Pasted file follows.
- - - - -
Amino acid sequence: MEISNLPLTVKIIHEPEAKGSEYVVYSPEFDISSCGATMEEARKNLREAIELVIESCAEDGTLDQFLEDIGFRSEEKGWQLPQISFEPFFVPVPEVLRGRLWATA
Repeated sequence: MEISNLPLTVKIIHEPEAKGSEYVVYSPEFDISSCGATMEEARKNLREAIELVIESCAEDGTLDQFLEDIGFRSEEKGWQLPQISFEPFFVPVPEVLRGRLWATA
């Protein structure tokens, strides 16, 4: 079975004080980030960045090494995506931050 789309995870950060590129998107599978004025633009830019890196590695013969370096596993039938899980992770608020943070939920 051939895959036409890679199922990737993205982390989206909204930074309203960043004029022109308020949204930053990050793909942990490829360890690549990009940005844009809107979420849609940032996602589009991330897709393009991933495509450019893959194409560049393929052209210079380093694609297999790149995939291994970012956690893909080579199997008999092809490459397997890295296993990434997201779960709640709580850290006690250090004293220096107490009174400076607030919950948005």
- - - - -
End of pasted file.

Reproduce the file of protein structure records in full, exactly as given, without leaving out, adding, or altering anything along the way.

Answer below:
Amino acid sequence: MEISNLPLTVKIIHEPEAKGSEYVVYSPEFDISSCGATMEEARKNLREAIELVIESCAEDGTLDQFLEDIGFRSEEKGWQLPQISFEPFFVPVPEVLRGRLWATA
Repeated sequence: MEISNLPLTVKIIHEPEAKGSEYVVYSPEFDISSCGATMEEARKNLREAIELVIESCAEDGTLDQFLEDIGFRSEEKGWQLPQISFEPFFVPVPEVLRGRLWATA
């Protein structure tokens, strides 16, 4: 079975004080980030960045090494995506931050 789309995870950060590129998107599978004025633009830019890196590695013969370096596993039938899980992770608020943070939920 051939895959036409890679199922990737993205982390989206909204930074309203960043004029022109308020949204930053990050793909942990490829360890690549990009940005844009809107979420849609940032996602589009991330897709393009991933495509450019893959194409560049393929052209210079380093694609297999790149995939291994970012956690893909080579199997008999092809490459397997890295296993990434997201779960709640709580850290006690250090004293220096107490009174400076607030919950948005």